Single Spies, Theatre by the Lake
The world of the spy: glamour, fast cars, vodka martinis, right? But Alan Bennett gave us the reality, a lonely room in Moscow with hardly ever the excitement of a meeting with a whispering stranger on a park bench.
Keswick is staging Bennett’s two short plays, An Englishman Abroad, and A Question of Attribution, under the double bill umbrella of Single Spies. The former is Bennett at his most deliciously humorous as we meet Guy Burgess (Theo Fraser Steele), exiled in dishonour, entertaining to lunch an actress, Coral (Karen Ascoe).
It really happened this way, Coral Browne once reported, down to the complaints about Russian false teeth and poor food (they dined on a tomato and raw garlic), while she measured him for a Savile Row suit, and endured repeated playing of his one gramophone record, ironically a song by one of her former lovers.
Burgess, more dangerous as a spy than his bumbling, camp, upper-class persona would suggest, loathed Moscow: “I can’t think what the Three Sisters were on about”. And he was lonely: “Moscow is like Cambridge in the long vac; one makes do with who’s around.” In his case, a young balalaika player called Tolya.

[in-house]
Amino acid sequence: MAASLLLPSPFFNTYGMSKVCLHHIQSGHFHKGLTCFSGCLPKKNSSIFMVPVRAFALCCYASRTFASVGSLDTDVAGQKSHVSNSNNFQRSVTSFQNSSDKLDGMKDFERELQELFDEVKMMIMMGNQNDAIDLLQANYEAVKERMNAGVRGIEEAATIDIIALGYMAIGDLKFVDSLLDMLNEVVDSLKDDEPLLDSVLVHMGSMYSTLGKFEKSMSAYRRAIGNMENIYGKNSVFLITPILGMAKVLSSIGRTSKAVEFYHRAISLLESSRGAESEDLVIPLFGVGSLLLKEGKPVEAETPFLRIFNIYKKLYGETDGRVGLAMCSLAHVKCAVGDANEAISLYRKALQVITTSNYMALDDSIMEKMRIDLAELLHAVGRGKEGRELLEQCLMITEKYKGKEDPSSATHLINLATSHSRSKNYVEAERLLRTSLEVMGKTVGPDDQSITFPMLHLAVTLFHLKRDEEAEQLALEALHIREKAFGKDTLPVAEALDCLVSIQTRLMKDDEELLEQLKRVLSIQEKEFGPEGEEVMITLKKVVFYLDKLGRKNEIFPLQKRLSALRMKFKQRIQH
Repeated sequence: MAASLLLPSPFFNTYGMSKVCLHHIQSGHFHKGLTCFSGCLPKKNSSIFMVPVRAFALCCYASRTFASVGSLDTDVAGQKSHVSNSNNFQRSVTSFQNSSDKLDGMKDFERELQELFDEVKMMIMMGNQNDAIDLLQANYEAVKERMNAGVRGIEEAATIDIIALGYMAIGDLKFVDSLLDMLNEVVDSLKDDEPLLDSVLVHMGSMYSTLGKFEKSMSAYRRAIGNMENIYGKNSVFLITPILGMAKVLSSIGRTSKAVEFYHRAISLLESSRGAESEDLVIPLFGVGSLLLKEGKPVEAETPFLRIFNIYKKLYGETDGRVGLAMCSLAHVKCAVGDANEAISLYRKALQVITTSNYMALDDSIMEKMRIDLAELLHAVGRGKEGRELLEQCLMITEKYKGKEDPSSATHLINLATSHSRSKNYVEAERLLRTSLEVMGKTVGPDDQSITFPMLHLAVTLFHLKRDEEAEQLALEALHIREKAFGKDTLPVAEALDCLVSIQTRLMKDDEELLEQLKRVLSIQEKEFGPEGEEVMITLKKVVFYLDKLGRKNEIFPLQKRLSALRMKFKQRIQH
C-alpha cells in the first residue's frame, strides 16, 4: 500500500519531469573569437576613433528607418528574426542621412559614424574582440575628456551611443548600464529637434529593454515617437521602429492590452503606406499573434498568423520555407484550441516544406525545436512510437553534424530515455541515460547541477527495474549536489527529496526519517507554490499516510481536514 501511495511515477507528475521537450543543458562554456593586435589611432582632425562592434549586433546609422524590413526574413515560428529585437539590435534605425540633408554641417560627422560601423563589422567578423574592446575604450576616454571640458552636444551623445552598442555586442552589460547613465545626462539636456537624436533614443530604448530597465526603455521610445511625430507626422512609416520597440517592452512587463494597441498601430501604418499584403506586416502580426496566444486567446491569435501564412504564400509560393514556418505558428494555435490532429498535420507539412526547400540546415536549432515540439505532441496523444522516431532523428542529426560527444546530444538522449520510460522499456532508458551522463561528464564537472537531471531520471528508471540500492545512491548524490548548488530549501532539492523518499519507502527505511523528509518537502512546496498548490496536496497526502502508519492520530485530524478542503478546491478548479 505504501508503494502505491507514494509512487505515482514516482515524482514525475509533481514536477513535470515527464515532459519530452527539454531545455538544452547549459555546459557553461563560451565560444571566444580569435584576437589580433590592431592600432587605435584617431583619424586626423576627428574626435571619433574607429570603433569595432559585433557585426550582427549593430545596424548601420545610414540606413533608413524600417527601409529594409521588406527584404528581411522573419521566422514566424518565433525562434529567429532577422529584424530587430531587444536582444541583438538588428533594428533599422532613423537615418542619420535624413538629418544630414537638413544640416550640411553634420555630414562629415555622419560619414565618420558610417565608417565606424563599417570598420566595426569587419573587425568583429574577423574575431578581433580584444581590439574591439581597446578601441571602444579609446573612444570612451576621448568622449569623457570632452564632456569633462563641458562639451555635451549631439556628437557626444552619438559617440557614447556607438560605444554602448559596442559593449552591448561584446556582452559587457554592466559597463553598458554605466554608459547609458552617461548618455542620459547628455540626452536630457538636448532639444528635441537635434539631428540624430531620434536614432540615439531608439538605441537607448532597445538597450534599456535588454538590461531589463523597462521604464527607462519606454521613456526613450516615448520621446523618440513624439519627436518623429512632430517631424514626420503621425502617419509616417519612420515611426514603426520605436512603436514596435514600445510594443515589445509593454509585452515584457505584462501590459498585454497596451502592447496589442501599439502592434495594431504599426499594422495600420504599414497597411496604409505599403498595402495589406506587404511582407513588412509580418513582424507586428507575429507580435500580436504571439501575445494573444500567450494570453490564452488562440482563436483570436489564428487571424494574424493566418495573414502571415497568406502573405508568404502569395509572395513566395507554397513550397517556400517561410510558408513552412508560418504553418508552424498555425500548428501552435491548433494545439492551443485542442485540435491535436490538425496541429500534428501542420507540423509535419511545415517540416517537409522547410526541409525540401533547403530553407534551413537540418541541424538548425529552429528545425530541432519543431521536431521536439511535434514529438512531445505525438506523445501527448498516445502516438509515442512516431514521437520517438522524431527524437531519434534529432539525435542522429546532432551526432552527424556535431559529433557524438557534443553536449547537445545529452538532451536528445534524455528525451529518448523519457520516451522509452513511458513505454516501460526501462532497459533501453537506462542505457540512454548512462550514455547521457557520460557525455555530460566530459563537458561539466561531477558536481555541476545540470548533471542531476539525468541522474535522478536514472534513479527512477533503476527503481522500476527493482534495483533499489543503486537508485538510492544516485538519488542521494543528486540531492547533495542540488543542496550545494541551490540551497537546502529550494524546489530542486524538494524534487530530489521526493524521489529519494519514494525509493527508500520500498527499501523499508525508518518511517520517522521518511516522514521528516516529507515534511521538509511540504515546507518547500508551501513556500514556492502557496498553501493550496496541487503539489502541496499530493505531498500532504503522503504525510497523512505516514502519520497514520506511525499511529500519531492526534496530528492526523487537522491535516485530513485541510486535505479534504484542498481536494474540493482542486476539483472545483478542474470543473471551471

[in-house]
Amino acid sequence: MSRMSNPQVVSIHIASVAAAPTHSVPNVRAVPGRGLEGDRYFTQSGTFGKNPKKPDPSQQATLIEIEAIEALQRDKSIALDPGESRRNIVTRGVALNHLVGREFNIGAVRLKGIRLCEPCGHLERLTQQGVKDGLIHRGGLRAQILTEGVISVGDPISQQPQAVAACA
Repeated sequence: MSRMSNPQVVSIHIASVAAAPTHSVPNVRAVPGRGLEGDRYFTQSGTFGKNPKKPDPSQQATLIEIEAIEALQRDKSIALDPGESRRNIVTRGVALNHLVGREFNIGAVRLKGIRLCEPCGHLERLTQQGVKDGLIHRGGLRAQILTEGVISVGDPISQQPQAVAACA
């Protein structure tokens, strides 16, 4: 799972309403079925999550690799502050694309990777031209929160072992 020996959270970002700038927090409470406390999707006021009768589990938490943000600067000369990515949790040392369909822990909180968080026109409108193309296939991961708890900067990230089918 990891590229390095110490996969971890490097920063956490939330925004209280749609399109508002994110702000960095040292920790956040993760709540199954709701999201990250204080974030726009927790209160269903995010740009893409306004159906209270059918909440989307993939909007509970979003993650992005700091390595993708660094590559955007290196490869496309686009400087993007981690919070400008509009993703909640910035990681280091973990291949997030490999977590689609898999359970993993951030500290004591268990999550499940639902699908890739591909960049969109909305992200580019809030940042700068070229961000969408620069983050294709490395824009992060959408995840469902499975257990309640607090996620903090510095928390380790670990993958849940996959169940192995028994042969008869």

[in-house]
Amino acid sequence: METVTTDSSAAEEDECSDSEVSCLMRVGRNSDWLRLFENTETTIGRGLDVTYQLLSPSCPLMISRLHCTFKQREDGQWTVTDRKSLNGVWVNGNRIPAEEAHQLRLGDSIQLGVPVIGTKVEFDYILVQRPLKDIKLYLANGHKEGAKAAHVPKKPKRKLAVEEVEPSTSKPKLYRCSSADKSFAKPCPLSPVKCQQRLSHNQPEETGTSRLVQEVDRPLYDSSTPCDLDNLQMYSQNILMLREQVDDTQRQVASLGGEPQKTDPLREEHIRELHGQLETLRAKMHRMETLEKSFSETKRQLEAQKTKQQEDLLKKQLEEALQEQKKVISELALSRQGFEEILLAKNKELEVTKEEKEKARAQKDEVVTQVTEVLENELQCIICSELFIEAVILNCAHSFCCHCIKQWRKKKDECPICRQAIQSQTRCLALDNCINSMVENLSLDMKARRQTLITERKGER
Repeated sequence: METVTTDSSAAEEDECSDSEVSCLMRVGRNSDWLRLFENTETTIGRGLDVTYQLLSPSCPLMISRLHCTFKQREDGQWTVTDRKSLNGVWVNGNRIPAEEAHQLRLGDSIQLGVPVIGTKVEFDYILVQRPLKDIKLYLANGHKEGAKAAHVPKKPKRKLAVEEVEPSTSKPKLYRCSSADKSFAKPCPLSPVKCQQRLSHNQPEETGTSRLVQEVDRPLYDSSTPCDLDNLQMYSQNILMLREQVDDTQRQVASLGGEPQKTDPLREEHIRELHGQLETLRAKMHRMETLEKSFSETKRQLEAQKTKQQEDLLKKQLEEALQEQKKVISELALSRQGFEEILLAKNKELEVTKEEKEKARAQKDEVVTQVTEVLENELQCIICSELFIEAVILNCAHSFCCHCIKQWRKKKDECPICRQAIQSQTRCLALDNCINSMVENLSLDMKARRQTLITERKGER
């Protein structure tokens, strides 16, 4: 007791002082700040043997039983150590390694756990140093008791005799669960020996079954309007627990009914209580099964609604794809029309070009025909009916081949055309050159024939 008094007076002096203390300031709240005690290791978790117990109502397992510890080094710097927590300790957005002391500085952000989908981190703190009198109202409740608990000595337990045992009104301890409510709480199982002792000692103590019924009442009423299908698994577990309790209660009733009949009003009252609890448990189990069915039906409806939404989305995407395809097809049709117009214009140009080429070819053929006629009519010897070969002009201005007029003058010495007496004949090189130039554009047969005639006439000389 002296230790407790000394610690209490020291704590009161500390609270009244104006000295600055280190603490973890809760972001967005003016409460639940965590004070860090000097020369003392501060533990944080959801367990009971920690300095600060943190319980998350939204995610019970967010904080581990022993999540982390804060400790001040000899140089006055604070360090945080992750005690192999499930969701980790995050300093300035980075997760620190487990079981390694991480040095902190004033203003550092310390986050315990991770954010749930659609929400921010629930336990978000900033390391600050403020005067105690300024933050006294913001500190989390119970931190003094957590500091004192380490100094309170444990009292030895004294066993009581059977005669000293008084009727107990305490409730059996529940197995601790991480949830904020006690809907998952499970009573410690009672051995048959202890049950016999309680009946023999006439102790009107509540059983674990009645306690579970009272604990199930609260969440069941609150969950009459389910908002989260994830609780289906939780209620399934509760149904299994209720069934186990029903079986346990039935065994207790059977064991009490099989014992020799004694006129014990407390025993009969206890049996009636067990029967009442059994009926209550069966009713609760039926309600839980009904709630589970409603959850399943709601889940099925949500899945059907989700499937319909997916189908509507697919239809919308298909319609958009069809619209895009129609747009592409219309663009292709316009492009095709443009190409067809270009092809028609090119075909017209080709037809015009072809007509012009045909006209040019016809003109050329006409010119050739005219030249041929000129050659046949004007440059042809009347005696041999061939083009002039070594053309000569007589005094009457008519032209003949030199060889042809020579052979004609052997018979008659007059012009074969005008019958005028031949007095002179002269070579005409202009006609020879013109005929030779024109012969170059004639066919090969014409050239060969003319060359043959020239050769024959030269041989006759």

A Question of Attribution is more difficult to assimilate. Anthony Blunt (James Duke) was one of the same spy ring who wasn’t exposed publicly until almost two decades later, almost certainly protected because of his role as surveyor of the Queen’s pictures.
There’s considerable erudite discourse on the nature of painting, art history and art appreciation during Blunt’s (gentle) interrogation by a policeman (Theo Fraser Steele) but sandwiched between these sessions is the meat of the play, one of Blunt’s meetings with Her Majesty, played with precision, sharp humour and impeccably-reproduced body-language by Karen Ascoe. (Keswick is ever so good with Queens, as those who saw Handbagged last summer will attest.)
There’s a suspicion at times that Bennett is using the script as a lecture on art history and there’s so much to absorb that, at times, the humour is overlooked. But director Tom Littler has taken full control of this strange and fascinating episode in our recent history.
Above all, this is an opportunity for a cast to shine, and they do that with class and polish, each and every one: Ascoe and Duke and Steel, Toby Vaughan, Oliver Mott, and Thomas Richardson. With still more to be revealed on the summer programme here in by the lake, the theatre world will be flocking to Keswick.
Single Spies runs in the Main House until the end of October. For dates and bookings: https://www.theatrebythelake.com/production/17422/Single-Spies